For now, the regime is seeking to quash the demonstrations with riot police and admonitions to the protesters to go home. But if public rage continues, hard-liners may resort to challenging American interests in the hopes that confrontation will force Mr. Trump to negotiate a deal toward eliminating the sanctions.”

Seven Days in January: How Trump Pushed U.S. and Iran to the Brink of War – The New York Times

“. . . . Nonetheless, Ms. Haspel was convinced there was evidence of a coming attack and argued the consequences of not striking General Suleimani were more dangerous than waiting, officials said. While others worried about reprisals, she reassured colleagues that Iran’s response would be measured. Indeed, she predicted the most likely response would be an ineffectual missile strike from Iran on Iraqi bases where American troops were stationed.

“If past is prologue, we have learned that when we enforce a red line with Iran, when Iran gets rapped on the knuckles, they tactically retreat,” said Dan Hoffman, a former C.I.A. officer who served in Iraq. “The retreat might be ephemeral before Iran probes its enemies with more gradually escalating attacks, but we’ve seen it repeatedly.”

There was little dissent about killing General Suleimani among Mr. Trump’s senior advisers, but some Pentagon officials were shocked that the president picked what they considered the most extreme option and some intelligence officials worried that the possible long-term ramifications were not adequately considered, particularly if action on Iraqi soil prompted Iraq to expel American forces.

“The whole thing seems haphazard to me,” said Marc Polymeropoulos, a former senior C.I.A. official who retired last year.”

Opinion | Trump Has Made Us All Stupid – The New York Times

By 

Opinion Columnist

Credit…Eric Thayer for The New York Times

“Donald Trump is impulse-driven, ignorant, narcissistic and intellectually dishonest. So you’d think that those of us in the anti-Trump camp would go out of our way to show we’re not like him — that we are judicious, informed, mature and reasonable.

But the events of the past week have shown that the anti-Trump echo chamber is becoming a mirror image of Trump himself — overwrought, uncalibrated and incapable of having an intelligent conversation about any complex policy problem.

For example, there’s a complex policy problem at the heart of this week’s Iran episode. Iran is not powerful because it has a strong economy or military. It is powerful because it sponsors militias across the Middle East, destabilizing regimes and spreading genocide and sectarian cleansing. Over the past few years those militias, orchestrated by Qassim Suleimani, have felt free to operate more in the open with greater destructive effect.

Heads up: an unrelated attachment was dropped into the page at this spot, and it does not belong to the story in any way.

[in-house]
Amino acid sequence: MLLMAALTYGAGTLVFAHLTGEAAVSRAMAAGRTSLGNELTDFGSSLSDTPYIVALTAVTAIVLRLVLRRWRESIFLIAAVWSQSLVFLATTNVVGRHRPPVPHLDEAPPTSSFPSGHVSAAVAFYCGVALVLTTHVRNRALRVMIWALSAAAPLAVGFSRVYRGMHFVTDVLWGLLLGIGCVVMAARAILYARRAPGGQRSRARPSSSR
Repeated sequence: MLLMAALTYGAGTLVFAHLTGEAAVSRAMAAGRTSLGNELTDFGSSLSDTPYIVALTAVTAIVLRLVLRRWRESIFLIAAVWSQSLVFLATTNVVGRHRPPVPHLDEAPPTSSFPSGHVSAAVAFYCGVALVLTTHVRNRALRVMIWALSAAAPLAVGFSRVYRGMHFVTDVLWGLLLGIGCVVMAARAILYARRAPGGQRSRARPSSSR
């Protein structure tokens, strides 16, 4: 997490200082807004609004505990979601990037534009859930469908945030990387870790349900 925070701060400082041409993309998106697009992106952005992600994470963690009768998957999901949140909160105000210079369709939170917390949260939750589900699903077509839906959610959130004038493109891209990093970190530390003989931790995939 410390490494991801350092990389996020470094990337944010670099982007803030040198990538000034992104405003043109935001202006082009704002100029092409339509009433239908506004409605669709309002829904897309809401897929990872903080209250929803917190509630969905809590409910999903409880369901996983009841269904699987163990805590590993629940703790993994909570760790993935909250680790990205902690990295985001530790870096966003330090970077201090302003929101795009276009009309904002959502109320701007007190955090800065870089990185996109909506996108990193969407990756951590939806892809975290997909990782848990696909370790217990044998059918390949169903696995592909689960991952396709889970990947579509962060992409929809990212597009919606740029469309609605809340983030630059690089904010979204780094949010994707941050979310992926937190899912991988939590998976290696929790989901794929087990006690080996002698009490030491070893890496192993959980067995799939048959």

We’re not going to go in and destroy the militias. So how can we keep them in check so they don’t destabilize the region? That’s the hard problem — one that stymied past administrations.

The attack is a way to seize control of the escalation process and set a boundary marker.”    DL: Please finish the article, it gets better. Did you know that the CIA decided that the rewards outwayed the risks, and supported the assassignation?

Gina Haspel – Wikipedia

Gina Haspel official CIA portrait.jpg

“On May 9, 2018, Haspel appeared before the Senate Intelligence Committee for a confirmation hearing.[75]Haspel’s letter to Sen. WarnerOn May 14, Haspel sent a letter to Senator Mark Warner of Virginia stating that, in hindsight, the CIA should not have operated its interrogation and detention program.[76] Shortly thereafter, Sen. Warner announced he would back Haspel when the Senate Intelligence Committee voted on whether to refer her nomination to the full Senate.”[76]

Source: Gina Haspel – Wikipedia

3 Hours From Alert to Attacks: Inside the Race to Protect U.S. Forces From Iran Strikes – The New York Times

“But others around the long, rectangular table in the Situation Room had only modest foreign policy experience — including Mick Mulvaney, the acting White House chief of staff and a former congressman from South Carolina, and Mr. O’Brien, who was a Los Angeles lawyer before spending two and a half years as Mr. Trump’s chief hostage negotiator and assumed the post of national security adviser in September.

Appearing on a video screen was Gina Haspel, the C.I.A. director, who was monitoring the crisis from the agency’s headquarters in Northern Virginia. In the days before General Suleimani’s death, Ms. Haspel had advised Mr. Trump that the threat the Iranian general presented was greater than the threat of Iran’s response if he was killed, according to current and former American officials. Indeed, Ms. Haspel had predicted the most likely response would be a missile strike from Iran to bases where American troops were deployed, the very situation that appeared to be playing out on Tuesday afternoon.

Though Ms. Haspel took no formal position about whether to kill General Suleimani, officials who listened to her analysis came away with the clear view that the C.I.A. believed that killing him would improve — not weaken — security in the Middle East.”